It seems the Roaring Fork Valley and surrounding area share that problem. From visual arts to theater to music to outdoors, there’s always something to do here. And we get to do all of that with some of the most stunning views I’ve witnessed. I’ll continue to say yes, and I’ll rejoice when I realize there’s more I’d like to see than one day can contain. Boy, am I glad to be in Glenwood.

Carla Jean Whitley is features editor of the Glenwood Springs Post Independent. She sure would love for you to add your events at tinyurl.com/pievents and share art news by emailing arts@postindependent.com.

Arts and Entertainment briefs, Jan. 13

THIS WEEKEND

Second Friday Artist Reception

GLENWOOD SPRINGS — Cooper Corner Gallery hosts January’s First Friday art opening with local photography by George Cutting III. Visit the artist and enjoy wine and refreshments.

5 p.m. Friday, Jan. 13

Admission: Free

315 Eighth St.

Info: 945-5199

Live Music with Nelson Oldham and Hap Harriman

BASALT — Heather’s Savory Pies and Tapas Bar hosts local musicians Nelson Oldham and Hap Harriman for live and local music on a Friday night.

7-10:30 p.m. Friday, Jan. 13

Admission: Free

166 Midland Ave.

Info: 927-0151 and heatherssavorypies.com

Live Music with Dwight F. Ferren

GLENWOOD SPRINGS — Solo acoustic guitar instrumentals by Dwight F. Ferren with your sushi and sake at Kanpai Sushi Bar and Lounge Friday evening.

7 p.m. Friday, Jan. 13

Admission: Free

3950 Midland Ave.

Info: 230-9498 and kanpaisushilounge.com

Bessie and Friends Music Jam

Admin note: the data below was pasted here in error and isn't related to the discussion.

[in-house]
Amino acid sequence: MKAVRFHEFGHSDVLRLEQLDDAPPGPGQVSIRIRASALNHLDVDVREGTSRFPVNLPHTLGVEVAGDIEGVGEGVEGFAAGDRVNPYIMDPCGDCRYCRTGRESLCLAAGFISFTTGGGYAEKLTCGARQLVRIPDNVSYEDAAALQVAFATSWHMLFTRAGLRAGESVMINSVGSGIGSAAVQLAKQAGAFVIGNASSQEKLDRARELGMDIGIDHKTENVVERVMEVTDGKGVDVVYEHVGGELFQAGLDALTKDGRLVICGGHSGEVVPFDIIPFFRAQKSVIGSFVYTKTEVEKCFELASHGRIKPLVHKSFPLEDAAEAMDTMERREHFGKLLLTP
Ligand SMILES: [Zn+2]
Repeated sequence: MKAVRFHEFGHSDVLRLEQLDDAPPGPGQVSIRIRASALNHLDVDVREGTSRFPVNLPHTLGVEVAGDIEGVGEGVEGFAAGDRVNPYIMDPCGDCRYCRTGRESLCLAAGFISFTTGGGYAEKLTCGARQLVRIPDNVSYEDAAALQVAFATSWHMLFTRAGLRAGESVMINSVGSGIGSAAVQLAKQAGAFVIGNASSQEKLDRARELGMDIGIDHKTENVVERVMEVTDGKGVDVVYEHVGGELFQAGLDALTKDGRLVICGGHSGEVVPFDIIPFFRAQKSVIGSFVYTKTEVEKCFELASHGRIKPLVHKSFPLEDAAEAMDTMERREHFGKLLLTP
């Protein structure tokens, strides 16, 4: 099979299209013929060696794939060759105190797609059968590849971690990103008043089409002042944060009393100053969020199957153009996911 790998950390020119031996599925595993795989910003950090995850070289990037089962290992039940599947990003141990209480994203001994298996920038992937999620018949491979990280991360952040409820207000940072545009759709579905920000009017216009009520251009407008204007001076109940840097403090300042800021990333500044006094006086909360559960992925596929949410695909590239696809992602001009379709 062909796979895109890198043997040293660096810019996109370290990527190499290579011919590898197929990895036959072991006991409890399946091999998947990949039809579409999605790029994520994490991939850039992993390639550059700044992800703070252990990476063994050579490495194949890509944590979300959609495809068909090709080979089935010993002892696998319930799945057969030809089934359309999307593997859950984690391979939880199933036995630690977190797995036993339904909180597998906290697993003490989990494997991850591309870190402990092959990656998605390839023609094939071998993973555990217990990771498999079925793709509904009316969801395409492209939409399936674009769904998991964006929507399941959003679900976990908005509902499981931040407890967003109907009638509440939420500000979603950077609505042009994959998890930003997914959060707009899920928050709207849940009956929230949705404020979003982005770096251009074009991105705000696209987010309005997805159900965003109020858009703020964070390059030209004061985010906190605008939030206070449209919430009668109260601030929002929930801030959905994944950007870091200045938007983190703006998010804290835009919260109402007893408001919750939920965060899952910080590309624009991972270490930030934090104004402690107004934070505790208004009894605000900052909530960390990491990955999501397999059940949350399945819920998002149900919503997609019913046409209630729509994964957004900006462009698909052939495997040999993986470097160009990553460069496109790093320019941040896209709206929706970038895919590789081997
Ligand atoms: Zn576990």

SILT — Every second Friday, musicians and music fans can gather at the First Baptist Church in Silt for a live music jam.

7 p.m. Friday, Jan. 13

Admission: Free

632 Grand Ave.

Info: Bessie Burr at 309-2764

Live Music with Scary Doug and Friends

GLENWOOD SPRINGS — Dance to live originals and cover tunes by Scary Doug and Friends in the Rivers Restaurant bar after dinner.

9 p.m. to midnight Friday, Jan. 13

Admission: Free

2525 South Grand Ave.

Info: 928-8813 and theriversrestaurant.com

Stand-Up Comedy

GLENWOOD SPRINGS — Comic Jared Logan has appeared on Comedy Central’s “The Meltdown with Jonah and Kumail,” “TJ Miller’s Mash Up” and “John Oliver’s New York Stand-Up Show,” as well as in his own half-hour special. He was a series regular on VH1’s “Best Week Ever” and TruTV’s “World’s Dumbest.” His debut comedy album, “My Brave Battle,” was hailed by Vulture as one of the best stand-up specials of the year. He writes for “The Late Late Show with James Corden” and is the host of “The Secret Masters” podcast. Features adult content humor and is not the Glenwood Vaudeville Revue’s traditional show. Attendees must be 18 or older.

Doors open 7 p.m. for dinner and drinks, show at 8 p.m. Saturday, Jan. 14

Admission: $25 show only; food and beverages optional and a la carte

Springs Theater, 915 Grand Ave.

Info and reservations: 945-9699 and gvrshow.com

Consensual Improv Comedy

CARBONDALE — Back by popular demand, Thunder River Theatre Company’s new improvisational comedy troupe returns to the stage with high-energy improv games and good times. This show is unrated and may contain adult situations. Cash bar available.

Doors open at 7:30, show at 8 p.m. Saturday, Nov. 14

Admission: $10

67 Promenade

Info: 963-8200, email info@thunderrivertheatre.com and thunderrivertheatre.com

Live Music with Fort Defiance

CARBONDALE — The Marble Bar hosts Sunday Funday with Fort Defiance, an Americana duo from Nashville hailed for honest songwriting, timeless harmonies and high-energy stage performances. The husband-wife team has toured tirelessly, playing more than 200 shows in 2016. Their passion and grassroots work ethic has garnered heavy attention from around the country, with critics to calling them “breathtakingly seductive” (That Music Mag) and “good, honest, and full of real heart” (Orlando Weekly).